If you’re old enough to remember who MacGyver is—the original MacGyver, at least—then you’ve probably been wrenching on your car for a while. For those of us who’ve worked on older or more obscure cars, the pain of unavailable or expensive replacement parts is all too real. For Mark Lodzen Paras, sourcing foglights for his Mitsubishi Galant GTi bumper was problematic.
The solution? P150 foglight replacements that will always look good as new.
Now I’ve been there, having once had to replace the cracked foglights on our 626 with fiberglass covers due to the unavailability of cheap replacements, but Paras goes the extra mile with his.
Copying a picture of Galant VR4 foglights off the Internet—might as well go the extra mile!—he then pastes them into Microsoft Word and resizes them to fit. Who needs Photoshop? He then prints these on heavy stock then laminates them, a process that costs a mere P150.
Granted, it’s still not perfect. He hasn’t aligned the pair yet, and still has to drill the screw holes out. But compared to the P20,000 or more you’d expect to pay for a pair of original used foglights, that’s a bargain. If I had known that before dropping a few thousand on fiberglass for the 626, I would have been much happier.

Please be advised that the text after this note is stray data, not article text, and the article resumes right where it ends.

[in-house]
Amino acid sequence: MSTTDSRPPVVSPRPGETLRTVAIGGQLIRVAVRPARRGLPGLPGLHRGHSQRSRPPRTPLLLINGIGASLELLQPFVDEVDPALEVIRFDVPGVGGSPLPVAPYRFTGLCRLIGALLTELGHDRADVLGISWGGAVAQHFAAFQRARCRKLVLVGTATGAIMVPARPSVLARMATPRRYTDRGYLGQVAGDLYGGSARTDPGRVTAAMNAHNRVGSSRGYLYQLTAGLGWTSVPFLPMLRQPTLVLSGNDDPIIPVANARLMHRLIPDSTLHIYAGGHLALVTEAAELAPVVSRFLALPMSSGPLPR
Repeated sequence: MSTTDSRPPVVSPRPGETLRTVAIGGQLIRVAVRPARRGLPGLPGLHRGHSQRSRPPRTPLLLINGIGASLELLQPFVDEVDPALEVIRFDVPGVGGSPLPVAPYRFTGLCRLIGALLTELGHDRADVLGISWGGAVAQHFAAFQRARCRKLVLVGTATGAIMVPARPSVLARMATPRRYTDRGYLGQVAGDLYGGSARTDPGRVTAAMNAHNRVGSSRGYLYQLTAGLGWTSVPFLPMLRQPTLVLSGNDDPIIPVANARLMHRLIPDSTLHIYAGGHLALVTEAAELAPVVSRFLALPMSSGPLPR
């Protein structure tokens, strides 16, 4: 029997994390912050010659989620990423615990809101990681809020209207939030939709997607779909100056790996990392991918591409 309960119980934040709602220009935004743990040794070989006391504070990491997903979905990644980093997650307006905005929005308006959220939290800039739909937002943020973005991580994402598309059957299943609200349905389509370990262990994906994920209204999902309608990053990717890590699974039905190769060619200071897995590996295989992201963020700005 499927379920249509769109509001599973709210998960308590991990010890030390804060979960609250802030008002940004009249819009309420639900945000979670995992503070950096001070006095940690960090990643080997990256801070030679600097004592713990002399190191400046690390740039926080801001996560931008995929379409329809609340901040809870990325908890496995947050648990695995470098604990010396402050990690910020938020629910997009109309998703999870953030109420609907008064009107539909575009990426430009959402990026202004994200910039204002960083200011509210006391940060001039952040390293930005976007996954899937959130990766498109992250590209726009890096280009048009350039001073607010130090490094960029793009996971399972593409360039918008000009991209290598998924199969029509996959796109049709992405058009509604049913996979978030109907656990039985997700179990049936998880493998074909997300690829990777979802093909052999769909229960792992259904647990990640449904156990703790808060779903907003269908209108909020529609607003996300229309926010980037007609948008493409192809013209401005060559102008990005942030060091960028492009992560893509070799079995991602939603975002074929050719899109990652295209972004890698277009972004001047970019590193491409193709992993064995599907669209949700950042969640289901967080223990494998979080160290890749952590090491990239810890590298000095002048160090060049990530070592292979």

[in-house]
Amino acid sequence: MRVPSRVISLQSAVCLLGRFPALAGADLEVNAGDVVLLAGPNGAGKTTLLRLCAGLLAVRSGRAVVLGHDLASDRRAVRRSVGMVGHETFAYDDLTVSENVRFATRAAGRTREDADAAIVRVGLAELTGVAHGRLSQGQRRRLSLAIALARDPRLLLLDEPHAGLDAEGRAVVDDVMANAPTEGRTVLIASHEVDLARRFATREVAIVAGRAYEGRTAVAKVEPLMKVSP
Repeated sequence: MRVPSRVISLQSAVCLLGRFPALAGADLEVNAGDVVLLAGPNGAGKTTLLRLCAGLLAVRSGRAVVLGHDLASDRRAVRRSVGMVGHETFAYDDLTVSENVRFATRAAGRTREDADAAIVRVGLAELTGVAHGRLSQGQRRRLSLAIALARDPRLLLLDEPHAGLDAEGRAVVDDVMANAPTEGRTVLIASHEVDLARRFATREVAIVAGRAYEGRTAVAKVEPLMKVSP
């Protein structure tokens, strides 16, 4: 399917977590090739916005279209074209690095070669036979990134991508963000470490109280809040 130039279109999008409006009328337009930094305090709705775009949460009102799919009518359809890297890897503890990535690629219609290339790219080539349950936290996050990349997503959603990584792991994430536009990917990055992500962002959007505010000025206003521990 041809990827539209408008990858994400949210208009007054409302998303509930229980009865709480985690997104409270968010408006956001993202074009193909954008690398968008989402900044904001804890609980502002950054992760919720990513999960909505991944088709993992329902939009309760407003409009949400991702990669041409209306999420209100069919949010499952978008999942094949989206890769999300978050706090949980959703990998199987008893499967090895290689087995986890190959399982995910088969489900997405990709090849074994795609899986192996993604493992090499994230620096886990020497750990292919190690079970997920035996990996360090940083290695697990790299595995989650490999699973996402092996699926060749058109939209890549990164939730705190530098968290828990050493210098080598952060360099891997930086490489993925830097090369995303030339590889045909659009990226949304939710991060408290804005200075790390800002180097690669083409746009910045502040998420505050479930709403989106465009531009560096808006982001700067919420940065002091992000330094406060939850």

Not only is this a cheap and ingenious solution to a tricky problem, it’s one that has precedent in the world of racing, as racers, both professional and amateur, often use stickers of light fixtures and grilles to cover up plastic or fiberglass pieces on their racers. Heck, if you feel like doing the aerodynamic fuel-saving grille cover as we did on our Aero-Vios project a few years back, a printed and laminated grille insert would look a lot better than layered duct tape. And easier to remove, too.
So, what’s the craziest thing you’ve done to your car this year?